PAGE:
While the UK — like other developed countries in the West — is keen to attract talented professionals as well as students who could contribute positively towards its economy, it is mooting the idea of restricting the inflow of international students who get admitted into ‘low-quality degrees’, and also bring in their dependents through the student visa route. Braverman had flagged both of these issues.
Said the British Prime Minister’s deputy spokesperson on the possibility of UK reducing the intake of international students: “We’ll be considering all options to ensure that the immigration system is delivering to the British people. That includes looking at the issue of student dependents and low-quality degrees.”
There is scepticism, however, against this policy with many rightly arguing that international students contribute to the country’s economy and that any reduction in international students will have to be offset by increasing fees for domestic students. According to estimates, international students contribute an estimated GBP 26 billion annually to the UK economy. International students also sustain jobs in different parts of the country including those regions that the UK government is seeking to make more progressive.
One country which, in recent years, has been focusing on attracting talented international students and skilled professionals is Canada. In a recent move, the North American nation with an eye on encouraging more workers, who could positively contribute to its economy, has also sought to make it easier for spouses and dependents of work permit holders to work. While announcing the same on December 2, 2022, Sean Fraser, Canada’s Minister of Immigration, Refugees and Citizenship said: “Today we are making an announcement that will make it easier for employers to find workers and for families to remain together while they’re here.”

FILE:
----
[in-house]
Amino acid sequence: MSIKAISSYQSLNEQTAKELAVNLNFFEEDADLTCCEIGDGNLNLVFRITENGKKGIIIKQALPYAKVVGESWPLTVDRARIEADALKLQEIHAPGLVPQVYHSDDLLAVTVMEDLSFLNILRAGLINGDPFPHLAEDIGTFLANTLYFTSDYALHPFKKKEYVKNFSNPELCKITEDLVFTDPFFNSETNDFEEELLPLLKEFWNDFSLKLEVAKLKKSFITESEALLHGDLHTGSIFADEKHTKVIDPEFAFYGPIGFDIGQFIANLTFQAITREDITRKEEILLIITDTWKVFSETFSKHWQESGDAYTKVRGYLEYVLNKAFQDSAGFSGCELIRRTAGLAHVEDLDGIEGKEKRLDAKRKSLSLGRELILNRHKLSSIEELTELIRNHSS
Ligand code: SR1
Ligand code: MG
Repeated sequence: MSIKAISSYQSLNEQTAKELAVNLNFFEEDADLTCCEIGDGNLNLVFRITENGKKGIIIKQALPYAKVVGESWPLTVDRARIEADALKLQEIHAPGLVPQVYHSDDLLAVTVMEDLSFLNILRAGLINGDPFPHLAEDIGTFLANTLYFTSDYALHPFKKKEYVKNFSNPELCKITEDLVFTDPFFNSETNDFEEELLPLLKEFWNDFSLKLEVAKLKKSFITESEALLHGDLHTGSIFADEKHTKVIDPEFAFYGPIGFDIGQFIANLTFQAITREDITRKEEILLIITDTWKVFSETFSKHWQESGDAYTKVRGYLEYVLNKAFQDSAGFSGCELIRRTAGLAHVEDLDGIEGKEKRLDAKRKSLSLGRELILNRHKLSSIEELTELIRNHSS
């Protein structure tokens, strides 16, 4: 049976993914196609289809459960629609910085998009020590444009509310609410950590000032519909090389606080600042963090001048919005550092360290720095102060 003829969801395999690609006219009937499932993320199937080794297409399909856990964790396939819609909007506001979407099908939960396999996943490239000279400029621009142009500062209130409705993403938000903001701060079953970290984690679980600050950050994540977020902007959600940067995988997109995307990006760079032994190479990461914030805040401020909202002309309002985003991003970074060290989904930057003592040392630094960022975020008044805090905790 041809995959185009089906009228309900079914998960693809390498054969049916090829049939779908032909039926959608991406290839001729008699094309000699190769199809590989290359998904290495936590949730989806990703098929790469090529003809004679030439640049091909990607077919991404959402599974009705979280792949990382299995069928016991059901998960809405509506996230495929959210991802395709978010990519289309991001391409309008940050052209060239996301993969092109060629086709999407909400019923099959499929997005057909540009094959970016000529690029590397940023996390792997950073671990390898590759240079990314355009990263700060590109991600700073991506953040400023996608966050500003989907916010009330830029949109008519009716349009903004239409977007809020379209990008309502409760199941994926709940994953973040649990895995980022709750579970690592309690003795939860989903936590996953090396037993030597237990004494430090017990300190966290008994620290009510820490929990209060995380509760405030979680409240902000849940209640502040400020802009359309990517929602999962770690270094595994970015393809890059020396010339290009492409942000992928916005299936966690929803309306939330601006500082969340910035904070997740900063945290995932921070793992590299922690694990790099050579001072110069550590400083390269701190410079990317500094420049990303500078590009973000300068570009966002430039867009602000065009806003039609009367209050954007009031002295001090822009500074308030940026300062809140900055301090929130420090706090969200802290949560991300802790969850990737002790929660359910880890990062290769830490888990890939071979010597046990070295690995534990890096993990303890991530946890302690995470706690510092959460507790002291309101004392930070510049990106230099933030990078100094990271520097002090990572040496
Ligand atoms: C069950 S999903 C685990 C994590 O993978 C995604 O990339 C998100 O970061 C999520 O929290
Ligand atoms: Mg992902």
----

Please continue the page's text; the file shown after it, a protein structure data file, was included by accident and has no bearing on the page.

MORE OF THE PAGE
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Interestingly, even Canada’s Indo-Pacific strategy, released last month, makes a clear reference to strengthening people-to-people contact with different parts of Asia. In this context, the strategy states that it will seek to enhance visa processing capacities so as to ensure that visa applications of different categories such as student visas, and work permits are dealt with in a timely manner. The strategy also says that it seeks to enhance Canada’s international student program with permanent residence and job opportunities for students from the Indo-Pacific who could contribute to the country’s economy in different ways.
In conclusion, while it is true that each country must watch out for its own interests and guard against illegal immigration, it is important not to view immigration from a skewed lens. UK needs to realize that students and professionals while benefitting from the opportunities in the UK also contribute to the country’s economy.
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About the author
Tridivesh Singh Maini is a New Delhi-based Policy Analyst. He is associated with The Jindal School of International Affairs, OP Jindal Global University, Sonepat, Haryana.